White Smoke

Restaurant Guide

White Smoke

by: Jeff W. Richards | Metropolis Magazine | December 07, 2012
White SmokeCuisine: American, Steakhouse
Price:
3
Review:
4
Hours: Monday: 17:30-23:00
Tuesday: 11:30-14:30
Wednesday: 17:30-23:00
Saturday: 11:30-14:30
: 17:30-23:00
: 11:30-14:30
: 17:30-23:00
: 11:30-14:30
: 17:30-23:00
: 11:30-14:30
: 17:30-23:00
Sunday: 11:30-14:30
Address:
3-11-2 Moto Azabu,
107-0051 Minato-ku , 13
Japan
Phone: 03-6434-0097
Email:
Menu: n/a

The grilled meat renaissance in Tokyo is being led by Craig White. With grills like Yokohama’s Bashamichi Taproom, Wakanui in Higashi Azabu and constant openings of premium burger joints, meat lovers have reason to celebrate—and White Smoke may just be the altar to which we niku-tarians pray.

To find the restaurant, point your proboscis downhill from Azabu Tsutaya and you’ll pick up the scent. The menu is short and simple, with the stellar choice the Lone Star Beef Brisket (¥3,500 L/¥1,700 S). The cow’s breast meat is smoked for up to 15 hours in a custom-designed wrought iron pit. Sealed with a pepper-and-salt rub during cooking, the crust holds in the fatty juices and breaks down the collagen to produce a cut that must be tasted to be believed.
If you are carrying your A-game with your carnivorous A-type personality, try the Big-D Dinosaur Ribs. Not your pantywaist little pork ribs slathered in a too-sweet sauce, these are grade-A beef short ribs reminiscent of The Flintstones. Again, no sauce (Craig serves his dry, simply spiced sauce on the side—though like all good foodies, he will ask you to try before you douse it on). The ribs bring out one’s primal nature, and we (well, I… ) happily hew them in my fists and tear the tender meat from the bone with my teeth. Shredded pieces will get stuck in your pearly whites, but for those craving caveman-style viands in a country of generally over- or under-cooked strips of sad sirloin or yakiniku, it is a satisfying experience.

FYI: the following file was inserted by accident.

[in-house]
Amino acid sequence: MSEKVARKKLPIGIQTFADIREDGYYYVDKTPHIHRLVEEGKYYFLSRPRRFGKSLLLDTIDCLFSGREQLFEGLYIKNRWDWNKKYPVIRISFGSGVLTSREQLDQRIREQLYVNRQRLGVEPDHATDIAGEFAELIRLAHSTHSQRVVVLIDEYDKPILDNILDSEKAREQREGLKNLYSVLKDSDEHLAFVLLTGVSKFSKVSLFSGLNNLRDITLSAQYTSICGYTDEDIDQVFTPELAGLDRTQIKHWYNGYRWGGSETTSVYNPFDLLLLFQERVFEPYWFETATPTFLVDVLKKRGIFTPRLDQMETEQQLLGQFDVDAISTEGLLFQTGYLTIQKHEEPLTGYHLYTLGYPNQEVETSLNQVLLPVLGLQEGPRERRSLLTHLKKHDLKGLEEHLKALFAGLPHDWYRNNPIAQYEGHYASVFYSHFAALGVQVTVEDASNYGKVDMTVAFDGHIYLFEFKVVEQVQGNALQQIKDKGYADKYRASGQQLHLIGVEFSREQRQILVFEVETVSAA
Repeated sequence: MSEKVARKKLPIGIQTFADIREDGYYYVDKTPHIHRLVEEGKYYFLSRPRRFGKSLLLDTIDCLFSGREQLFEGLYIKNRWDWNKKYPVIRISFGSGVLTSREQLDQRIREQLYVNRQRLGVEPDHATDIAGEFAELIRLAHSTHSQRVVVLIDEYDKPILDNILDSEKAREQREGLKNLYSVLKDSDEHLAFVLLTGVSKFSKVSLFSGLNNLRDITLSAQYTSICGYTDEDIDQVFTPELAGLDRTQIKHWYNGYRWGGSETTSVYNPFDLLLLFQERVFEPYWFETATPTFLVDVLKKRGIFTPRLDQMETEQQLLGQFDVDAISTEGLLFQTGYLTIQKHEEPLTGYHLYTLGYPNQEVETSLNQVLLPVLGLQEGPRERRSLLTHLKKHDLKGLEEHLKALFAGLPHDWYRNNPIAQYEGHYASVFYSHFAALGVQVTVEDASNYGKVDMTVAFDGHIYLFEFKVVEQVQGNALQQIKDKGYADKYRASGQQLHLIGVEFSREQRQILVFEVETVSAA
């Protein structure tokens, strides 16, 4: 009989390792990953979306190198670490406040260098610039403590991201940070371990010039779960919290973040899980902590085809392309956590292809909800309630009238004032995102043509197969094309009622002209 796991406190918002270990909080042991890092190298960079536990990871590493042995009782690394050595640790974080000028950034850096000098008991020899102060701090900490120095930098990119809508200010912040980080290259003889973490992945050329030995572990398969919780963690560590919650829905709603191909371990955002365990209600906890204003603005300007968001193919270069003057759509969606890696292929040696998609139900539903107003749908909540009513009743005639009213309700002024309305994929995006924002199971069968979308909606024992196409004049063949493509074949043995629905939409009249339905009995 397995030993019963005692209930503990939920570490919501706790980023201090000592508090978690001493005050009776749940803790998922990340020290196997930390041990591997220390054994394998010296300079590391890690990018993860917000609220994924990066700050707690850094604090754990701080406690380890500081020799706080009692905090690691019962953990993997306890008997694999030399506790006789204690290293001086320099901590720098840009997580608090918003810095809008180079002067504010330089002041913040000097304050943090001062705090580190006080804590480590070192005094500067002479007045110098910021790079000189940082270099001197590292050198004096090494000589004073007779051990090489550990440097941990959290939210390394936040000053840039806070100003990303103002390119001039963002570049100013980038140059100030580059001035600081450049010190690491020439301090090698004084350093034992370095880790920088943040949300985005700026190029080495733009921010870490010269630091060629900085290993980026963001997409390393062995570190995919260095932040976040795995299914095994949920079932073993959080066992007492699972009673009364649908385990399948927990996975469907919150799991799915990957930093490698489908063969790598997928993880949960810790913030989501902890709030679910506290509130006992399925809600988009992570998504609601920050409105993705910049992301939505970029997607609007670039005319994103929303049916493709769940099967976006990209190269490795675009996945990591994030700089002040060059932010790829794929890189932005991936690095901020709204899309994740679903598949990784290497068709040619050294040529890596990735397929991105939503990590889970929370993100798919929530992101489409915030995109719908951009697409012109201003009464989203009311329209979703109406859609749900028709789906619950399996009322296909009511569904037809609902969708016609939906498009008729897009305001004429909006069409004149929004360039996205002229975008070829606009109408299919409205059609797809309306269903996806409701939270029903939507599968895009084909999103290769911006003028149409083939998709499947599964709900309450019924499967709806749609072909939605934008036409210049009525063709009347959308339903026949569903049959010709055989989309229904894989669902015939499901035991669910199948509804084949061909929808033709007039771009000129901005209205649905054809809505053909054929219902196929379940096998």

Other options are the smoked cheeseburger (¥1,900), plus other meats given the low, slow treatment in White’s smoker: “ham style” belly roll (¥1,600) and smoked chicken and turkey breast (each from ¥1,500). The turkey breast is served naked with just a little gravy I could have done without—the bird’s natural flavor comes out smoky good all by its lonesome when cooked in this traditional Texas style.
The drinks menu is equally bold. Classic pre-prohibition cocktails like the cognac-and-orange Side Car, and the old-fashioned Old Fashioned (from ¥1,100) sit aside premium anejo tequilas like Corazon de Agave (¥1,700) and El Conde Azul (¥2,500). A selection of bottled beers such as Red Rocket Ale and Shiga Kogen Pale Ale (both ¥950) round out the libations.
If cravings haven’t yet been sated, the coup de grâce will no doubt be the pecan pie. Just like Mom used to bake—except not so cloyingly sweet and syrupy. Then, down a shot of espresso and call it a night. Just like real men do.